What is Reverse Repo Rate?

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The reverse repo rate (RRR) is the opposite of the repo rate. It is the short-term borrowing rate at which commercial banks park their surplus funds with the Reserve Bank of India (RBI). The RBI uses this tool to manage liquidity in the banking system, particularly when there is excess money circulating.

How the Reverse Repo Rate Works?

Absorbing Excess Liquidity

    • When the RBI feels that there is too much money in the banking system, it increases the reverse repo rate. This incentivizes banks to deposit their surplus funds with the RBI, earning a higher interest rate.
    • By depositing money with the RBI, banks reduce the amount of funds available for lending to customers (such as individuals and companies), which helps to control inflation and manage liquidity.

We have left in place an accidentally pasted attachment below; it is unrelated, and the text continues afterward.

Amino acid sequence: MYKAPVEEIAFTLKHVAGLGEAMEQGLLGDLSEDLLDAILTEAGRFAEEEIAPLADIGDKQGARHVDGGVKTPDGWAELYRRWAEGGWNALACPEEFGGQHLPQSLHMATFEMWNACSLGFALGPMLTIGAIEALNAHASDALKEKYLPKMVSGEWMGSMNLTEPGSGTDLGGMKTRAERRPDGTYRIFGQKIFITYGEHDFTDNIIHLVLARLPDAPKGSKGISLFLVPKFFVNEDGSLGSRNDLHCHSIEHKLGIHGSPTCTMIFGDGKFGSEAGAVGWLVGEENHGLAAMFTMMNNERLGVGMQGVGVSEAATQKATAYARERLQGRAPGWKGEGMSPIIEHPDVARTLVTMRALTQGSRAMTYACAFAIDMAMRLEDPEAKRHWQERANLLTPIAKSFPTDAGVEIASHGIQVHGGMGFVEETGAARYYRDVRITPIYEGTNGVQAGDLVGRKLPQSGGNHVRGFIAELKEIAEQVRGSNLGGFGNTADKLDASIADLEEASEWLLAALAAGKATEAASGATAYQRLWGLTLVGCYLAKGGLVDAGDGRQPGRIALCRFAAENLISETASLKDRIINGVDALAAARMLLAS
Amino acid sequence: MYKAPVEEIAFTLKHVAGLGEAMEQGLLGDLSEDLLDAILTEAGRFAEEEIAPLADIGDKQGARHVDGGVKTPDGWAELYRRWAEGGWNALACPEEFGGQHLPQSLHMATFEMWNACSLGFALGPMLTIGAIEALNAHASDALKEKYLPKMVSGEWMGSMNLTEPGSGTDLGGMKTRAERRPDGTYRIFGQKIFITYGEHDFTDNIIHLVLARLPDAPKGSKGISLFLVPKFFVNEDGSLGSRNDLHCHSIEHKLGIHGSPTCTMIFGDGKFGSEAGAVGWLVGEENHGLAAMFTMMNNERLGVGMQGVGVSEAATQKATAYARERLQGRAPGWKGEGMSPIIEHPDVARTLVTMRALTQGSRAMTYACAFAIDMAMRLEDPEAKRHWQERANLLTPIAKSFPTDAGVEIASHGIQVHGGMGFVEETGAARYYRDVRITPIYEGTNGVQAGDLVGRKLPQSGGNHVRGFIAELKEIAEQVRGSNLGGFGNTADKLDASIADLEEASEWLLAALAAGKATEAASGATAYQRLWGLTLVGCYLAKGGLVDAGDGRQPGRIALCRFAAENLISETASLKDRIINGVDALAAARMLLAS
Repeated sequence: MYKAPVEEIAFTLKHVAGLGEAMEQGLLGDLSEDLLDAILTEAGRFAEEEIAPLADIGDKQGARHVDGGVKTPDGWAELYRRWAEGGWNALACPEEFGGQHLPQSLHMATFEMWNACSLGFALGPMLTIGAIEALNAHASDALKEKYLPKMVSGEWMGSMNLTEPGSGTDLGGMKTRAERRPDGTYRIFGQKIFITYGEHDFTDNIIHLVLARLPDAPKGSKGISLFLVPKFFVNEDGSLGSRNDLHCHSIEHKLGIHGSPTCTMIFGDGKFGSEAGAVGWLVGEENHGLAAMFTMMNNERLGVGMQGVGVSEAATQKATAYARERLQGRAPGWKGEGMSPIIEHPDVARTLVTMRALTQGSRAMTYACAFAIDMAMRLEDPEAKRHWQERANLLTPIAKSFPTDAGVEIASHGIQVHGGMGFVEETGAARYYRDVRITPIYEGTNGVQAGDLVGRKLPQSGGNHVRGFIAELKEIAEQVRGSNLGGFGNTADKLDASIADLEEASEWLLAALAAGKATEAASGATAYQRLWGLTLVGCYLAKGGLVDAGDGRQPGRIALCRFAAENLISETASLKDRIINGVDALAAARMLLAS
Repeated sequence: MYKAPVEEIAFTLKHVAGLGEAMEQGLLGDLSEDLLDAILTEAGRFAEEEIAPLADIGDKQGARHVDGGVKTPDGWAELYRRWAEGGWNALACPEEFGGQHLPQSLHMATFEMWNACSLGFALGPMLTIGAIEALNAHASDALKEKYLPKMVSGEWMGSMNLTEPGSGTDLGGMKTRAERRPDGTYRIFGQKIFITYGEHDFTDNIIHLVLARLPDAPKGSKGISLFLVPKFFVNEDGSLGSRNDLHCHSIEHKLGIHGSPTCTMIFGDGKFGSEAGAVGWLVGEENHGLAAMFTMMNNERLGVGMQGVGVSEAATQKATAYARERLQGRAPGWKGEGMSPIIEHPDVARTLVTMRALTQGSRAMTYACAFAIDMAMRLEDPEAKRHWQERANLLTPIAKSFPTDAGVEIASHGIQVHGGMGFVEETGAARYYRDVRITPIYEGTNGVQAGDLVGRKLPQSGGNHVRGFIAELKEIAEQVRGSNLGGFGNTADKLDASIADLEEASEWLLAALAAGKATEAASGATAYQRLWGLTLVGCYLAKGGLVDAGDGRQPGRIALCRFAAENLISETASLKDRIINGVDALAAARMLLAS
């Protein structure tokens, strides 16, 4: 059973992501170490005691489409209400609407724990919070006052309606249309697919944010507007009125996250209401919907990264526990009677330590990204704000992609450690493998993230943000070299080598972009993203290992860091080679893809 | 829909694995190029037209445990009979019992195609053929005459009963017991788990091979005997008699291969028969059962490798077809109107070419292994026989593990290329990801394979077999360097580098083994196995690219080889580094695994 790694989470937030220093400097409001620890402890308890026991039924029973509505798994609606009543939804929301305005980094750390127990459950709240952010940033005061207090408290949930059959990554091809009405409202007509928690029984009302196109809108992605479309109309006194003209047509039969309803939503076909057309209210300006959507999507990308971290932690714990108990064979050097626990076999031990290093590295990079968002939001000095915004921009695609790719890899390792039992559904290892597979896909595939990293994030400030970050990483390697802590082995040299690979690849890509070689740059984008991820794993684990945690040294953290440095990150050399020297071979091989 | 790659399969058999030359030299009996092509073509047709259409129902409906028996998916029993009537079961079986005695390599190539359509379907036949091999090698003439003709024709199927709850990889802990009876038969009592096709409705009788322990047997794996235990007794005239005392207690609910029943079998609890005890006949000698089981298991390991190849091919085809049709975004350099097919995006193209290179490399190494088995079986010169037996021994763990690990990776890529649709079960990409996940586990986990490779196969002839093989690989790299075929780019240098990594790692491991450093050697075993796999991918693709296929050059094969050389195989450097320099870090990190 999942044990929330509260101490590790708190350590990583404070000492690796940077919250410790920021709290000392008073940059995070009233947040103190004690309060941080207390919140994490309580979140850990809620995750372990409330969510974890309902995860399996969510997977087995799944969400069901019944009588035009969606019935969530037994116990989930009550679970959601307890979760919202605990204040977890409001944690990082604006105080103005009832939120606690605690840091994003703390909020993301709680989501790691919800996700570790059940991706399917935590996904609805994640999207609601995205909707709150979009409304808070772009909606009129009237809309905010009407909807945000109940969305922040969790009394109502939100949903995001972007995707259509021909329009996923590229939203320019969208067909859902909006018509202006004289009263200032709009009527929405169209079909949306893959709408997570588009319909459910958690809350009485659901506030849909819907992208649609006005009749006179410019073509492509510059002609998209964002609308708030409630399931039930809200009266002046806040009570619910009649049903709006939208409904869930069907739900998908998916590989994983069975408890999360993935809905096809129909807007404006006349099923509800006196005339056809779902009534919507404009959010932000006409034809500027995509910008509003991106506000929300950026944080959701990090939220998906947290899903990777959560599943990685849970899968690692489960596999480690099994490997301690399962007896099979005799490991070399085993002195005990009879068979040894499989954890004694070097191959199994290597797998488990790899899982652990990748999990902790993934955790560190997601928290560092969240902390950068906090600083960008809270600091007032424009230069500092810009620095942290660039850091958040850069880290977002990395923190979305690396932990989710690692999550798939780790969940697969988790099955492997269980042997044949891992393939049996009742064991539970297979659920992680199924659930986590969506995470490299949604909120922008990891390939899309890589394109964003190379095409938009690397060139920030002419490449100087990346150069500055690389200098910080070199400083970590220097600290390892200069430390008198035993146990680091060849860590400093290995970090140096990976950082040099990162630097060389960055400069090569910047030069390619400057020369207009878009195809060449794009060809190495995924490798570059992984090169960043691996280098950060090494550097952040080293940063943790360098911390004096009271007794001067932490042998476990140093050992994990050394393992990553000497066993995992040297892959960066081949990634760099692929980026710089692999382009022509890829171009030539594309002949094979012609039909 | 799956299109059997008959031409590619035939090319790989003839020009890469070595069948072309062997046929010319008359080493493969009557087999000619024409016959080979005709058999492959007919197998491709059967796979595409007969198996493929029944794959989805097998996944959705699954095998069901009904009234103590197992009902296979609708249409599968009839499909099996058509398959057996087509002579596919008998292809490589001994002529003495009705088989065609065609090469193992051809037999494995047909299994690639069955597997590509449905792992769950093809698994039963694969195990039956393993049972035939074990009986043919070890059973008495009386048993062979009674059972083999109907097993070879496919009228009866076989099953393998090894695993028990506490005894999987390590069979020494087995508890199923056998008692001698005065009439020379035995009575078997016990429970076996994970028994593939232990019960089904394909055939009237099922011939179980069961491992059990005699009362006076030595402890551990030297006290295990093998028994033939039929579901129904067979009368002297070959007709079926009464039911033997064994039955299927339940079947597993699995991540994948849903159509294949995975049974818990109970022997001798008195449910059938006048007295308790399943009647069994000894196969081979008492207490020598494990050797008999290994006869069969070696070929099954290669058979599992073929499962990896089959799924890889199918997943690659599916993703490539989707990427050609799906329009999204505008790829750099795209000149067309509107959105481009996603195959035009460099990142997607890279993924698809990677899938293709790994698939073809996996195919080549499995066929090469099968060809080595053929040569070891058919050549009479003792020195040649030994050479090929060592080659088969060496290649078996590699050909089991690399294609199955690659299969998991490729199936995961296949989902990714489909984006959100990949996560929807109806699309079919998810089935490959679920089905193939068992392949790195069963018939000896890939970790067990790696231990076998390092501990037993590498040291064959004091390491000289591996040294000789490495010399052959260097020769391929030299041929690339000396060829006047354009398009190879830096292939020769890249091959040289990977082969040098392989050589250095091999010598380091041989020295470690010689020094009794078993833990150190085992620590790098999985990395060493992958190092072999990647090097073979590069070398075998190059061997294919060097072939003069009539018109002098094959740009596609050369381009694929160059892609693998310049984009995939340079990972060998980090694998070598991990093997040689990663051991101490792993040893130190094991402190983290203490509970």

Safe Investment for Banks

      • Banks prefer to lend money to the RBI because it is a risk-free option compared to lending to the public or businesses, which carries credit risk. An increase in the reverse repo rate makes this option even more attractive.

      Repo Rate vs. Reverse Repo Rate

      • Repo Rate: The rate at which liquidity is injected into the banking system by the RBI. Banks borrow funds from the RBI at this rate by providing collateral.
      • Reverse Repo Rate: The rate at which the central bank absorbs liquidity from the banks. Banks earn interest by depositing their surplus funds with the RBI at this rate.